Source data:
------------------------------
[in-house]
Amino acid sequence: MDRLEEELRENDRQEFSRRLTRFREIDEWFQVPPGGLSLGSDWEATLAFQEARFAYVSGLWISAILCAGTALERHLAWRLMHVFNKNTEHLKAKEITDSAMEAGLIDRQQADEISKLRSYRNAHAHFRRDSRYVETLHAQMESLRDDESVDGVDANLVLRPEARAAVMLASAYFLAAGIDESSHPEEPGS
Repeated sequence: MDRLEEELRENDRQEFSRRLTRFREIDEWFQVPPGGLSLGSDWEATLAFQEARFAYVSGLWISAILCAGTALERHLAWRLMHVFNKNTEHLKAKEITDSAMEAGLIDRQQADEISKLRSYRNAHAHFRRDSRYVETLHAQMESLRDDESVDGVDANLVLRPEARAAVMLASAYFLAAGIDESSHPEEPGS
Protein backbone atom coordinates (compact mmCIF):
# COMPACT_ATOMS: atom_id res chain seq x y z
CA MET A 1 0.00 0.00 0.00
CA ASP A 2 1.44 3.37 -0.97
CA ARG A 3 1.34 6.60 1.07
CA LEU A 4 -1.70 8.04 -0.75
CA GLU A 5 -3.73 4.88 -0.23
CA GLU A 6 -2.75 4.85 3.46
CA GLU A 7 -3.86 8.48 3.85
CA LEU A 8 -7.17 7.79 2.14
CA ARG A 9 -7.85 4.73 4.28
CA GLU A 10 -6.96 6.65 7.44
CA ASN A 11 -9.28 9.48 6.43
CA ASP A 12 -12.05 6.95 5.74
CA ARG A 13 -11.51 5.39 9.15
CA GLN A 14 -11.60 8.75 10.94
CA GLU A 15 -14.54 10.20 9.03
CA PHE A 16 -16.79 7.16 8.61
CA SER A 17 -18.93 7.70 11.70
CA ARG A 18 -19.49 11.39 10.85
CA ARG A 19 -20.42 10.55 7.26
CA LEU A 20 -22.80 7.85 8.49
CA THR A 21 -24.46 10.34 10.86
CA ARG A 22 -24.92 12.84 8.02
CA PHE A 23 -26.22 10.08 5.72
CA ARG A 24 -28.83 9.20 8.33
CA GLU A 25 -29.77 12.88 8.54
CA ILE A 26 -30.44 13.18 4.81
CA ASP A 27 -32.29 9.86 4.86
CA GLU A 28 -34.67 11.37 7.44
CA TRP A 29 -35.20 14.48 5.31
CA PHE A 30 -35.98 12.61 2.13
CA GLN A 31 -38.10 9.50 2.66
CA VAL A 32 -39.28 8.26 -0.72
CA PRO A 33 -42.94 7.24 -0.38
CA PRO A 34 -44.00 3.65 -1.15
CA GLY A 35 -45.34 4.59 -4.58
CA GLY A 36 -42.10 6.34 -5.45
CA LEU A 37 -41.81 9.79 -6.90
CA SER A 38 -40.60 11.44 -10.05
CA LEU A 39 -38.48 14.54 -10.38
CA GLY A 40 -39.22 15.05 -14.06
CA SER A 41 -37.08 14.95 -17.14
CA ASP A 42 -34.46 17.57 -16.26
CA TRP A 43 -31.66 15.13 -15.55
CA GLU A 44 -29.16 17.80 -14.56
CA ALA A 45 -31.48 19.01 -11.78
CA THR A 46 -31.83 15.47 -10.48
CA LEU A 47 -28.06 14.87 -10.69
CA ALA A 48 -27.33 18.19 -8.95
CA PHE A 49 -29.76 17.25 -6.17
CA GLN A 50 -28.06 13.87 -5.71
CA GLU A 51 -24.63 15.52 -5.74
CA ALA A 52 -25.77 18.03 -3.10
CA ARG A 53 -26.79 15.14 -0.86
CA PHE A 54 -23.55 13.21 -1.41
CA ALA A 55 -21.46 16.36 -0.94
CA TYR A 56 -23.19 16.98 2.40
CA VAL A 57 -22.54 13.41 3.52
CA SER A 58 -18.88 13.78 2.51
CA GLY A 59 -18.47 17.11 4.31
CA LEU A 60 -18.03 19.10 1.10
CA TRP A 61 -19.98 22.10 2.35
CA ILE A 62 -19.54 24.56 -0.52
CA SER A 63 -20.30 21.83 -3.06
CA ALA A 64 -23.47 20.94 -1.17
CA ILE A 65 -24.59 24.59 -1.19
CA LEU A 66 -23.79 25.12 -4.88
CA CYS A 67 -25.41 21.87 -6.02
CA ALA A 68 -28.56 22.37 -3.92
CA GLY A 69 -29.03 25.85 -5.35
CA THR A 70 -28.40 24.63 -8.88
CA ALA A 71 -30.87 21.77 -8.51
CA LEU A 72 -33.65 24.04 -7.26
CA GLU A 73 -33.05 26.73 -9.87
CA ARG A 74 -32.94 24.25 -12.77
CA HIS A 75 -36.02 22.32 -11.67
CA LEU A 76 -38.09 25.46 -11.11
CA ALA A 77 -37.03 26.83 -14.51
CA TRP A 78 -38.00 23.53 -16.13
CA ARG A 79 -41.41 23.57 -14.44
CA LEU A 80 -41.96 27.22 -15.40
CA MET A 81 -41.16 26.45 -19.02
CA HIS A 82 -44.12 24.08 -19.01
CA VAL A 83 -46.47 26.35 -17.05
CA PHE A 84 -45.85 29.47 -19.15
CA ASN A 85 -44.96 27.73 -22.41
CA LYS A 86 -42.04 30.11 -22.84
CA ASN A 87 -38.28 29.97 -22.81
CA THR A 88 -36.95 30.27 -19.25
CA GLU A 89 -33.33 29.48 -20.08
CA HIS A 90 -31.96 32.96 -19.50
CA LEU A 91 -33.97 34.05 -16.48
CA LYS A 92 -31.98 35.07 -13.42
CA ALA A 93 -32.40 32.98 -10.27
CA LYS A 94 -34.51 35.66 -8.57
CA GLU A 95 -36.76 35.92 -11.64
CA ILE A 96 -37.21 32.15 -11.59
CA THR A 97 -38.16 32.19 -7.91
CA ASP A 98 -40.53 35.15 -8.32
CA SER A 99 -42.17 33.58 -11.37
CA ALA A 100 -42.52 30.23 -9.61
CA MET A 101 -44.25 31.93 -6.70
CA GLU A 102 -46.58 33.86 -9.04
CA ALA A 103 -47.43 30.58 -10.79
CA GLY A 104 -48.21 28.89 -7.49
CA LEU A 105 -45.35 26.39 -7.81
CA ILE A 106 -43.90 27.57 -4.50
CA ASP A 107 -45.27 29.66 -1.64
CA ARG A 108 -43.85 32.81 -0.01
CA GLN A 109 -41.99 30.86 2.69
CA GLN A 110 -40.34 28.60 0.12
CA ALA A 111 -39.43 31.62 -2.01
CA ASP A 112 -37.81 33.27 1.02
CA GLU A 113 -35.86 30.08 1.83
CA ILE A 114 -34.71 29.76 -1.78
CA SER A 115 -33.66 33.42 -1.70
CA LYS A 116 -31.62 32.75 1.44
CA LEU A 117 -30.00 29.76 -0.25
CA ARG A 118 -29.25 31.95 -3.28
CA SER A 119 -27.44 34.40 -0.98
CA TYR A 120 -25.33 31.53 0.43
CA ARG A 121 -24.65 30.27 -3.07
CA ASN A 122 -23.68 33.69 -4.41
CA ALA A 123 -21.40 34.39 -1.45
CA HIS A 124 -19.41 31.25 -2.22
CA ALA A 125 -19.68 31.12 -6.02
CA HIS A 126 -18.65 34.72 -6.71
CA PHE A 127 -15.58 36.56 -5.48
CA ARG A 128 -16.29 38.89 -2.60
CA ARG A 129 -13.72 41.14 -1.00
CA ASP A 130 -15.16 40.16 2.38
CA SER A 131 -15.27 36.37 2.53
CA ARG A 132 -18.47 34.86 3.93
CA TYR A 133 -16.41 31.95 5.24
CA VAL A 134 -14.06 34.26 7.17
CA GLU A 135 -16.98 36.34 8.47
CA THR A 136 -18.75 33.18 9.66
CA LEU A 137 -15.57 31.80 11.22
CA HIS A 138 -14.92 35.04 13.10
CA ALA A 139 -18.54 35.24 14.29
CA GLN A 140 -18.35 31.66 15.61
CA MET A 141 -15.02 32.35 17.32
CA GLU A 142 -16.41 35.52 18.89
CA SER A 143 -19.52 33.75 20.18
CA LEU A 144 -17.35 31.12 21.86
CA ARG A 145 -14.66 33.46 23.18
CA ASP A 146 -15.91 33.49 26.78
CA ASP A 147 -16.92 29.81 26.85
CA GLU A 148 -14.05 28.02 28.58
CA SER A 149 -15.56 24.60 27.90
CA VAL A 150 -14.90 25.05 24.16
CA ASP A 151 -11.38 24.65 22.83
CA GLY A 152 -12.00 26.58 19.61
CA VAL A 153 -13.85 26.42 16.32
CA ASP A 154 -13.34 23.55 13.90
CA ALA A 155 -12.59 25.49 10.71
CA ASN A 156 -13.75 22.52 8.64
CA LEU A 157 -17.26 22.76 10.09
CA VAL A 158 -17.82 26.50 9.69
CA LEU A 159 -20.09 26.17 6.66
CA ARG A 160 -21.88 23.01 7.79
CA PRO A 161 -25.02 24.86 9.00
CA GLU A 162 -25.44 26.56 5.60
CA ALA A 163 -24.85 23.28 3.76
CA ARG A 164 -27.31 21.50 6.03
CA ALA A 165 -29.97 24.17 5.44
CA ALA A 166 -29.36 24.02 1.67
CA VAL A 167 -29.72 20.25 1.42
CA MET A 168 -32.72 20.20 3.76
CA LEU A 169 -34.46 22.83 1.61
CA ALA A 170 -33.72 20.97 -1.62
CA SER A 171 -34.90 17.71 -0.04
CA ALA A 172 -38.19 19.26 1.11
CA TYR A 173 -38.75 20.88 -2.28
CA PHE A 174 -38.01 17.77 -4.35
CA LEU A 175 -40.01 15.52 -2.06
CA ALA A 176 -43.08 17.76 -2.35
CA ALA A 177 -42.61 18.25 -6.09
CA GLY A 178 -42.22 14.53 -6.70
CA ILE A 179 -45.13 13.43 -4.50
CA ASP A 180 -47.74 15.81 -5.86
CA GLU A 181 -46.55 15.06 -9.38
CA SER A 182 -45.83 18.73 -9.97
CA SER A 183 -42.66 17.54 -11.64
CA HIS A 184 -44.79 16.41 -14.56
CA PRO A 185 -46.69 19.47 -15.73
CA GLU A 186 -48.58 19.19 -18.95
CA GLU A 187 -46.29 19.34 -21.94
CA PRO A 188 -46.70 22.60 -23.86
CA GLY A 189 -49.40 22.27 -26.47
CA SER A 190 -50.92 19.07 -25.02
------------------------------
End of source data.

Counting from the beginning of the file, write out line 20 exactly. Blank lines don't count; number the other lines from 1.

CA GLU A 15 -14.54 10.20 9.03